Well, while that's probably a rational concern to a point, having worked in credit card risk management (where the fraudster probers were/are 24/7 relentless and insidiously ingenious), I would observe that the Bad Guys are far, far more interested in getting directly into your financial accounts -- for what ought be obvious reasons.
Yet most of us engage in a gamut of online financial transactions routinely, absent major widespread adverse consequence.

HIT concerns

There are basically three levels of present and emergent online HIT concern. First, even in the circumstance where a particular medical practice's electronic records system (the EMR, a.k.a. EHR -- or, even simply a front/back office non-clinical "Practice Management system") may be confined totally in-house, it remains -- just like your internet account at home -- vulnerable to hacking should there exist an internet connection up and running amid the onsite network, even if not in any way directly interfaced with the clinical system.

Second, if a clinic opts to contract with an internet EMR "hosted service" -- a.k.a. the "ASP" or Application Service Provider model, wherein the practice simply avails itself of the web browser-based input/output screen array comprising the remote EMR, with transactional data being stored on and pulled from "secure" offsite servers, one still must address, among other risks (such as 'net outages), possible encryption-surmounting hacker vulnerability concerns (an endlessly moving target, that).

Finally, we come to the mostly nascent "HIEs" -- Health Information Exchanges (existing today in wildly varying degrees of planning or operational maturity, and comprising the bigger-picture end goal of the REC effort). The national goals here are twofold: [1] enabling patients to accord health care providers of any stripe authorized access to pertinent elements of their clinical histories anywhere/anytime as either exigent/acute or routine needs dictate, and; [2] the "blinded" reporting of clinical information of interest and need to various medical authorities, both for public health surveillance and outcomes research.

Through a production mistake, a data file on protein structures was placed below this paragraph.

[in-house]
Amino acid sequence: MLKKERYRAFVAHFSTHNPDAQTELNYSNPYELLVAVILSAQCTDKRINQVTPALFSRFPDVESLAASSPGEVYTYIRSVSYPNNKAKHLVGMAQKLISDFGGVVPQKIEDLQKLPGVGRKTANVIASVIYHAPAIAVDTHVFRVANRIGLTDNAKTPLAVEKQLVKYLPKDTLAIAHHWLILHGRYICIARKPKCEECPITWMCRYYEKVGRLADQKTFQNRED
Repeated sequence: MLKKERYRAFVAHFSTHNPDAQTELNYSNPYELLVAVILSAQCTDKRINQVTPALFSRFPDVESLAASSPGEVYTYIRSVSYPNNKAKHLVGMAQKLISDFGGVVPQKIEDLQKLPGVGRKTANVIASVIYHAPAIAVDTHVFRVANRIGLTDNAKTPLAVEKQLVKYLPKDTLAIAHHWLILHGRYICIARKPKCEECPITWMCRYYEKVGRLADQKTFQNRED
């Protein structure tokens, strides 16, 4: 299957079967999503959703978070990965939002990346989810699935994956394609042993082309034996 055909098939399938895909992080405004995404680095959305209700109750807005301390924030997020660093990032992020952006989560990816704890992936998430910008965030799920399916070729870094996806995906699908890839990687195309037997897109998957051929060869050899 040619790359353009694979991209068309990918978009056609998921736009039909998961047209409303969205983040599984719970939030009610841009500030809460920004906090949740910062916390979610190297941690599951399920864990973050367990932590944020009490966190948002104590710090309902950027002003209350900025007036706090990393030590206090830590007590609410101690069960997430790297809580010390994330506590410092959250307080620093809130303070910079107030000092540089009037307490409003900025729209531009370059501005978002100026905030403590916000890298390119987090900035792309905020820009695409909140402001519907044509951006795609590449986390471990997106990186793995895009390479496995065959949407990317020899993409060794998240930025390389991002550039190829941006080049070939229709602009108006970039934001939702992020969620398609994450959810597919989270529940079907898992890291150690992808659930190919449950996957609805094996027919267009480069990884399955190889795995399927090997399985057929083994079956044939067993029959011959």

The "HIE"

a.k.a, the "Regional Health Information Organization (RHIO)." As I mused in my prior post:
"A fully integrated, electronic health information exchange is essential to ensuring that high-value health care is delivered to the right patient, at the right time, and in the right setting." Yes, of course... These things go the acronym "RHIO" or "RHIE" ("Regional Health Information Organization/Exchange"). The Utah Health Information Network (UHIN) stands as a fairly mature example here. During my last QIO tenure, I sat on the Steering Committee for a southern Nevada RHIO startup attempt. I recall the fractiousness of the proceedings, given the disparate interests of the various for-profit and non-profit interests. We still don't have one in Nevada. I applaud these efforts, but they remain fraught with technical and policy difficulties...

That was several years ago. It does not appear that all that much has changed. The technical (e.g., "data mapping" standards for seamless "interoperability") and policy challenges (e.g., data security, HIPAA privacy compliance) remain many and complex.

I continue to be concerned with the sometimes contentious, duplicative attributes of much of this HIE thinking and effort (i.e., primarily the potentially heterogeneous "regional" aspect).

And, that drives me back to ruminating on my bank risk management days.


During my credit card bank risk department tenure, I was involved with vetting applicants for appropriate risk-assessed revolving credit line assignments, and for passing judgment on existing customers' requests for "CLIs" -- credit line increases (or a variety of account forebearances), the latter based on a mix of their current FICO scores and internal account performance histories.

Like any credit grantor, we had essentially instant authorized access to the financial "health histories" of both prospective and existing customers. The first step in consideration of an initial or secondary credit request was the "hard pull" (a.k.a. "bureau pull") from one or more of the three credit reporting agencies: Equifax, Experian, or TransUnion.


Credit applicant bureau files arrived as legacy platform (mainframe) encrypted export data that, once unlocked, simply comprised variable-length ASCII files containing fixed-position row/column headers denoting each subsequent sequential following data element (with the respective data types and field lengths defined by a standard "data dictionary" - i.e. "data maps" guiding the import conversion specifications). Such files are necessarily "variable length" owing to the fact that every person's credit history differs, both in length of history and relative periodic intensity of activity and breadth of credit utilization.